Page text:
On Wednesday, Washington State Attorney General, Rob McKenna, is going to argue before the United States Supreme Court to defend the public petition process. Over 20 states, dozens of journalist's organizations, and government watch dog groups, have signed on in support of our public disclosure laws, representing both conservative and progressive interests.
In Washington, voters have the opportunity to act as citizen legislators. When it comes to a referendum, it's a two step process; first a fairly small number of voters must sign a petition, then the matter will be put before the entire electorate.
A case that rose out of the Referendum 71 campaign last fall has now attracted a national audience, and for good reason. The results of this case could effect 27 states that give their voters an opportunity to act as legislators through the petition process. Supreme Court watchers worry that the conservative leaning court could issue yet another ruling undermining the power of voters as they recently did in Citizens United which allows corporations and labor unions to give unlimited campaign contributions.
Legal scholars all over the country are watching this case very closely. They are concerned an unfavorable ruling could take us back to Nixon era politics when no one knew who was financing campaigns, handing even more power to corporate interests.
How we got here
As you may recall, our opponents during the Referendum 71 campaign were eager to take away domestic partnership rights for over 6000 of Washington's gay, lesbian, and senior families. Referendum 71 was soundly approved by voters, ushering in the historic expansion of LGBT rights for the first time at the ballot box in United States history. As someone whose family is protected under these laws, I can't thank fair minded Washington voters enough. So thank you again.
During that campaign our opponents took us to court several times. It is a strategy that anti-equality forces often deploy in an attempt to operate in a shroud of secrecy by skirting campaign finance laws, public disclosure laws, or any other reasonable check on our electoral system.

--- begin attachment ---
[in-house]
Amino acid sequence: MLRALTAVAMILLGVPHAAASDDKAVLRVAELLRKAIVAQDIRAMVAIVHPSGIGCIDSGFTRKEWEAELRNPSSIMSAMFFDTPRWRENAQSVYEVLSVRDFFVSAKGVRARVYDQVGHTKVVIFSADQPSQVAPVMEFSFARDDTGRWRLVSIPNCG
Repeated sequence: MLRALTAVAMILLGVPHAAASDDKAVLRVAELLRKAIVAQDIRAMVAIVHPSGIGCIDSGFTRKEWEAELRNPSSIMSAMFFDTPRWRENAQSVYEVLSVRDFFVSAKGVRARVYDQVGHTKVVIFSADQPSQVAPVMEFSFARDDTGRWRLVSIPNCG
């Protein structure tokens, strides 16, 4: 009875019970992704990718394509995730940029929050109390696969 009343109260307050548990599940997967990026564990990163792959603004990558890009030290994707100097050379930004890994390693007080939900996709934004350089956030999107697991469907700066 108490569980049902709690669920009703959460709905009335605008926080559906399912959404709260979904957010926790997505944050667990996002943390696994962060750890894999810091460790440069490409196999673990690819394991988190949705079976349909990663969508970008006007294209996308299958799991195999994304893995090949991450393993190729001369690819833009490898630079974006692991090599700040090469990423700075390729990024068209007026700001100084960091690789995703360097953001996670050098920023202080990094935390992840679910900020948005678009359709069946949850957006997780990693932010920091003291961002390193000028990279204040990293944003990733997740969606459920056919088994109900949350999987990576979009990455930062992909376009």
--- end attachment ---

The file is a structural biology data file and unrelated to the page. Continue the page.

The strategy has a second prong. Litigation takes time, money, and resources, and it can distract from the central issue. Whether the issue is LGBT civil rights, immigrant rights or healthcare, the progressive movement is at its strongest when it is focusing on personal stories.
Doe vs Reed is one of those cases. Our opponents hope to destroy almost 40 years of open government by keeping the signatures that qualified Referendum 71 from the ballot private.
A long history of open government at risk
Our opponents are working against the will of Washington voters. In 1972, 72% of Washington voters overwhelmingly passed an initiative to create our current public disclosure laws. Washington voters wanted the process and the signatures to be public so that the voters could verify the accuracy of the process. Ever since, that's how the process has unfolded. People sign petitions, they are available to the public to verify the accuracy, and laws are approved or denied.
No petitioner has ever been harmed by the petition process. Ever.
Our opponent's baseless argument is that petition signers may be harmed if their names are disclosed. Even if something did happen to a petition signer on this petition or some future petition, there are laws already on the books to protect that petitioner. We do not need to destroy our open government to protect petitioners.
Accountability in our Government must remain open to public scrutiny. The Supreme court has an obligation to protect the rights of petitioners who wanted an honest electoral system in our state, voters whose rights are being attacked by the extreme right wing, and voters who want to protect the system from fraud and corruption.
This case has nothing to do with an imagined threat to petitioners; this case has everything to do with a movement in this country that wants to hurt honest hard working families. Everyone from people who value a woman's right to govern her own body, to immigrants, to people who want to see access to healthcare expanded, to people who value separation of church and state, to people who want to marry the person of their own choosing, are being targeted by these groups.
Anne Levinson, chairwoman of Washington Families Standing Together, the group that lead the Approve 71 campaign, told the Seattle Times, "What the anti-gay groups are attempting to do is get a sweeping constitutional rule that will allow them to continue to operate in secret in terms of ballot measures all across the country."
This story is not new. Oppressive groups always desire a shroud of secrecy. Granting that darkness, will only hurt good people who value their civil liberties.
The Supreme Court must protect the integrity of our open government. Too much is at stake if they don't.
The court is expected to rule sometime in June.
Cross posted on SeattlePi.com
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